Went on a trip to a private wildlife area where they are rehabilitating some rescued lowland Gorillas.  Its in a valley with a river and scenic lake.  It’s a little set up, but the gorillas are still wild.  The US ambassador asked for a special close up visit and one of his party got attacked and almost killed the week before we visited.  Didn’t see any Hippos in the river though.  The Gorillas are separated from us by the river.  Didn’t know gorillas can not swim so we were safe.  

In past posts I talked about these hand made truck the boys make and take out for a drive.  Well now some tractors have started to show up in the village complete with trailers.  

Had one farm accident and had to take him to the clinic for some stitches. it could have been worse. |Its always a worry with people learning to use big machinery that people can get hurt bad.  Farming and ranching is still a dangerous work.  He got his stitches outside on the porch of the clinic with minimal disinfection, but did OK in the end.

Otherwise still building things here.  Another storage building at Lekana for grain seeds and equipment parts.  Also another water cistern to stare water from these new roofs of the potato cellar.  At he new farm there is nothing so we are fixing up a old school building and building a new farm building.  A lot of work as all the sand, gravel, rocks and water needs to be brought in.  Gravel and rocks need to be brought from Brazzaville as there just isn’t any rocks on the plateau region.  The boards they cut right near the farm from big trees in those patches of forest.  They cut the boards all with chainsaws using this frame to hold the saw straight and the same thickness of cuts.  The cut these big wide trees into sections 2 inches by over 3 feet wide and then into 4 x 4's, 4 x 4's, 2 x 8's and even 1 x 12 boards for building.

water cistern
Another storage building for dry seed and supplies

Cutting up a big tree into boards

This time of year the termites swarm where the males and new potential queens leave to mate and start new colonies.  The people here cover the termite hills with plastic to capture these swarms and boil them to eat.  They taste like burning grass.  There are also other odd things in the market at times like palm grubs.  The diet in the countryside is mostly manioc with peanuts, local greens, bracken fern fiddlenecks, dried fish and beans and occasionally some bushmeat.  The fruits are starting again.  There is avocado, pineapple and mango now and the safu trees are getting full.  A lot of things are blooming now during the dry season.  The rains are just staring now.  It time to plant soon.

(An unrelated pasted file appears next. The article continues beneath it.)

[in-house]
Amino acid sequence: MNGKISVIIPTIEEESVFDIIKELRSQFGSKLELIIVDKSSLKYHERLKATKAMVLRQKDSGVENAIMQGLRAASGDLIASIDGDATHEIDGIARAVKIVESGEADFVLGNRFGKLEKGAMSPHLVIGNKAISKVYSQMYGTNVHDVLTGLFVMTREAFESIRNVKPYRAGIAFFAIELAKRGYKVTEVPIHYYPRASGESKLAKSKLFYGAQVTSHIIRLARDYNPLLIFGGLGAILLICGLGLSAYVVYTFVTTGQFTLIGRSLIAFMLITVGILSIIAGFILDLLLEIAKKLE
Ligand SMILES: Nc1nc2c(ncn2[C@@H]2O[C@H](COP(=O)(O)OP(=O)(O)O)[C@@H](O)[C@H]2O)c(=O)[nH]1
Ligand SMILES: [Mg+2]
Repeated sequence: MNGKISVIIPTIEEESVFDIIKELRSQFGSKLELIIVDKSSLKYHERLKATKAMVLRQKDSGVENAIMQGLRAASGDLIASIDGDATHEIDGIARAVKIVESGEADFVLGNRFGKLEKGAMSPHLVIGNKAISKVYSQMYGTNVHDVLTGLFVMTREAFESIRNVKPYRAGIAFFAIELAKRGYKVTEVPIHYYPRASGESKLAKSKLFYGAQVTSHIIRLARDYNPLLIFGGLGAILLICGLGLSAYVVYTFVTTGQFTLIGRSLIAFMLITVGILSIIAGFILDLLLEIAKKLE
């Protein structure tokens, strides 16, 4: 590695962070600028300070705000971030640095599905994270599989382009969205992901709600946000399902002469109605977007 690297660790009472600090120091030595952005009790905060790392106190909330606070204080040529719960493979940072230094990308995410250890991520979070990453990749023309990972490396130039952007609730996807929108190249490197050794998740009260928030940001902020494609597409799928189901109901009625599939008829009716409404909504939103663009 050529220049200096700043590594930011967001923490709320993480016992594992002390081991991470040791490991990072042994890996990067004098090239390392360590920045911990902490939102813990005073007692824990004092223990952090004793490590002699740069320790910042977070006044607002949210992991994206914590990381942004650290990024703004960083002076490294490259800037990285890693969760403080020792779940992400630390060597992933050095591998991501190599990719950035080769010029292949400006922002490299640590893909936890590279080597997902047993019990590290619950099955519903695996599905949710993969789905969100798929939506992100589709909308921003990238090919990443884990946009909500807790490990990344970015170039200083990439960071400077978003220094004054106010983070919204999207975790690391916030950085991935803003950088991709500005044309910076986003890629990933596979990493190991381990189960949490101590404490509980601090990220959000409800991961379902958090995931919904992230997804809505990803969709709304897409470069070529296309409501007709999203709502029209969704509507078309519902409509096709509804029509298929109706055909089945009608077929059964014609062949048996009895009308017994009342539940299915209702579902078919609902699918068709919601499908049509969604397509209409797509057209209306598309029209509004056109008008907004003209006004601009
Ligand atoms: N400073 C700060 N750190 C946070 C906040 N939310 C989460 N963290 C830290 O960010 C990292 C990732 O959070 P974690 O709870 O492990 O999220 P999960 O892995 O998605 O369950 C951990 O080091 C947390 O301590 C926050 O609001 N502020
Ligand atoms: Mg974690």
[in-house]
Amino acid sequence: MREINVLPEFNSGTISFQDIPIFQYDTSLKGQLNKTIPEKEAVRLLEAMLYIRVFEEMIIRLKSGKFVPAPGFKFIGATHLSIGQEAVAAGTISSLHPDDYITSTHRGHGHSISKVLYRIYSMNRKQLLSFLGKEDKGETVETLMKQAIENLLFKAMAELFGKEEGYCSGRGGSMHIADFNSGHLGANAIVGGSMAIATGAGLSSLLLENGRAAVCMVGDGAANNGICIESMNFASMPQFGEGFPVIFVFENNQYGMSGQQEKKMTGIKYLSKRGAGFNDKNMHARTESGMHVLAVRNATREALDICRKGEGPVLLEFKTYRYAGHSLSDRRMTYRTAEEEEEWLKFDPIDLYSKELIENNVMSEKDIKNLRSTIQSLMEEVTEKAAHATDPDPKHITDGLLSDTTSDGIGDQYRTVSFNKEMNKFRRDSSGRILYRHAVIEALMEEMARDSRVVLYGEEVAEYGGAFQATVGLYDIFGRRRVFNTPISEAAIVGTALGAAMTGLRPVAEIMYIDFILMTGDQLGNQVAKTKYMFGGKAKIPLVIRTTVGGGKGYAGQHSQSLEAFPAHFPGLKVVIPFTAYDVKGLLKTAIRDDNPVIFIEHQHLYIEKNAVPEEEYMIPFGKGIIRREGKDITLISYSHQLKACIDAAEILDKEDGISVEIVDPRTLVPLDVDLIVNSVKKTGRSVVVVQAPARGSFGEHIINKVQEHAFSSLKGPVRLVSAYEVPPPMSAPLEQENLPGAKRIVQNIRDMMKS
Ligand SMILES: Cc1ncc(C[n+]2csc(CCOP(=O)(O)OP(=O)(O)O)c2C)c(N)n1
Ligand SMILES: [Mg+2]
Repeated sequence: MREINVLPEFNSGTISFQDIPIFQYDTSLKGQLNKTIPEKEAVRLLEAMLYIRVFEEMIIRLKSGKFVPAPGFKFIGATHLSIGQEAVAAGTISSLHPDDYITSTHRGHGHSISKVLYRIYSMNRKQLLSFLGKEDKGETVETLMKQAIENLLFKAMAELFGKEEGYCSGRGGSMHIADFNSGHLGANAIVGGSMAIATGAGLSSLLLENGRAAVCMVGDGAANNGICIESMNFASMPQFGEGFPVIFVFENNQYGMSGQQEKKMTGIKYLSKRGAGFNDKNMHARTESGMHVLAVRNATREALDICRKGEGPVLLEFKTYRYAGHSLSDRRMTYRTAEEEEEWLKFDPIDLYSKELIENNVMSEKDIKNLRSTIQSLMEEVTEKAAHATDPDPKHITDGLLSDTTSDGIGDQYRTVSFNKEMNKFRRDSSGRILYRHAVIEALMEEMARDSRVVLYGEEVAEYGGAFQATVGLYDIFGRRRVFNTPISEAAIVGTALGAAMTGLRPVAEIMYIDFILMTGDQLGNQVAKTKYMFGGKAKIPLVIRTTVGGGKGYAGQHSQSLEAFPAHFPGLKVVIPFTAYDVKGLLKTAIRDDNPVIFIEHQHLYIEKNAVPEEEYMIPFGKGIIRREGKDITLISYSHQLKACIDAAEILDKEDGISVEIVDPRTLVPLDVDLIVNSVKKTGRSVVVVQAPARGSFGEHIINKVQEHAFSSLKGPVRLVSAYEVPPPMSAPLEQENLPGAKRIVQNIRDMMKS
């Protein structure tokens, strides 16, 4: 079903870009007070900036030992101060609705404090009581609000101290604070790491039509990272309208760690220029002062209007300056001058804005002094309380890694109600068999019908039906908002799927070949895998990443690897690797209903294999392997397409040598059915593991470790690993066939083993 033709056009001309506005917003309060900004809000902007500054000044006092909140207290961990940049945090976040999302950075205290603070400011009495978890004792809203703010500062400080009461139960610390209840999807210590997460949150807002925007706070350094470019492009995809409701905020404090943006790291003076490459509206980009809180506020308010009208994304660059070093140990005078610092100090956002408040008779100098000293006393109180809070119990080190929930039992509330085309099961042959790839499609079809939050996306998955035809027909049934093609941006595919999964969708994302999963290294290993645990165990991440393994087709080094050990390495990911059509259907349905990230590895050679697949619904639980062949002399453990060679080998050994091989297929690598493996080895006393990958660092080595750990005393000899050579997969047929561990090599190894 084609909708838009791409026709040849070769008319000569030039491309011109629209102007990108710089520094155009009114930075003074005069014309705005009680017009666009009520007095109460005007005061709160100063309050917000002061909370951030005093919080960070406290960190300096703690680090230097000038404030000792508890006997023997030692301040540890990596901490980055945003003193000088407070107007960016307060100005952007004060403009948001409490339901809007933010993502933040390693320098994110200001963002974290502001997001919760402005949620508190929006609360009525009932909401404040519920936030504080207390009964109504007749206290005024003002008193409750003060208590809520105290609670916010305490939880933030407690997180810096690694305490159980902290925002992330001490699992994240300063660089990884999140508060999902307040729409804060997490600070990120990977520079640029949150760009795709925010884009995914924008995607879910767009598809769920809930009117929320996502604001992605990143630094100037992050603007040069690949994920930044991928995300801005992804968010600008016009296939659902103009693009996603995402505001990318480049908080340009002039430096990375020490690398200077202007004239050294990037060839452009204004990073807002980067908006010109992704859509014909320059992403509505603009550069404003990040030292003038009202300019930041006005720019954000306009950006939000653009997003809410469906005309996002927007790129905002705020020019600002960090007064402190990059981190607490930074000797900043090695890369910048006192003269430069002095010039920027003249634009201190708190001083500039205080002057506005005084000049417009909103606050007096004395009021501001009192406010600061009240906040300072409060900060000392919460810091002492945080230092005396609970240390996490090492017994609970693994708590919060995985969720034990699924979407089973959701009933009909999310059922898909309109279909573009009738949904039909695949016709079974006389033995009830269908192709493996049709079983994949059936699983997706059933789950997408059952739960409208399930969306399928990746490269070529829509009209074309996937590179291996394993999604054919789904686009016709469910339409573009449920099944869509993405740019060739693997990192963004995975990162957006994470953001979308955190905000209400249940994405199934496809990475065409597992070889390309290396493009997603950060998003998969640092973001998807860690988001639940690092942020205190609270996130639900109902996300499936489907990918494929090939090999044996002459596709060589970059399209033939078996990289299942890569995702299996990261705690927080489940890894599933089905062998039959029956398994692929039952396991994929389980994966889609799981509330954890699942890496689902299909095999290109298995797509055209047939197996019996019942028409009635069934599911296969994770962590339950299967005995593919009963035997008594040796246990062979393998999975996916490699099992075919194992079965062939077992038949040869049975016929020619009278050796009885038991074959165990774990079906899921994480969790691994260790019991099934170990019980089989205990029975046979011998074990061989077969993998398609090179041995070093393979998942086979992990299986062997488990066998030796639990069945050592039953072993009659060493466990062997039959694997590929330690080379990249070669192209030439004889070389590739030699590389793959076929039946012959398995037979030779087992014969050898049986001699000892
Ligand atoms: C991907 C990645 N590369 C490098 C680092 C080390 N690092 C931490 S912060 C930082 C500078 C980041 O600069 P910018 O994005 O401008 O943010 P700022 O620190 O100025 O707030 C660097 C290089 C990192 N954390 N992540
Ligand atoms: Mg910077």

Capturing termites

Palm grubs about 3 inches long and live catfish at the market

Some flowers in bloom now

Congo Update 28 Aug 2013

Greeting from the Congo

Harvest is over mostly which is nice.  Yields were low and a lot of varieties we tried didn’t work very well at all, but we learned a lot and more importantly the new tractoristes have learned a lot about working with and maintaining the farm machinery and growing a crop in a large mechanized modern setting.  In development you can build a lot of things but if people are not trained things fall apart fast when the expat leaves.  Too often not enough effort is budgeted in projects in the local people and more in things you can make a show of.  The yield varied a lot but it was obvious were the weed control was poor the potato yield suffered, especially where there was a lot of bracken fern.  Bracken fern has a known allelopathic effect on other plants thus it can dominate its environment by suppressing the competition.

We also grew a little watermelon for a trial and it did really well and was good eating.  Most of the fruits here a sour as many of the local vegetable.  I’m not sure if the acid soils leads to sour plants, but the watermelon was nice an sweet.  Grew a little carrots, onions, cucumbers and tomatoes.  Got a pneumatic small vegetable seeder ordered as well as some seed to plant big acres of onions, carrots and watermelon in the future.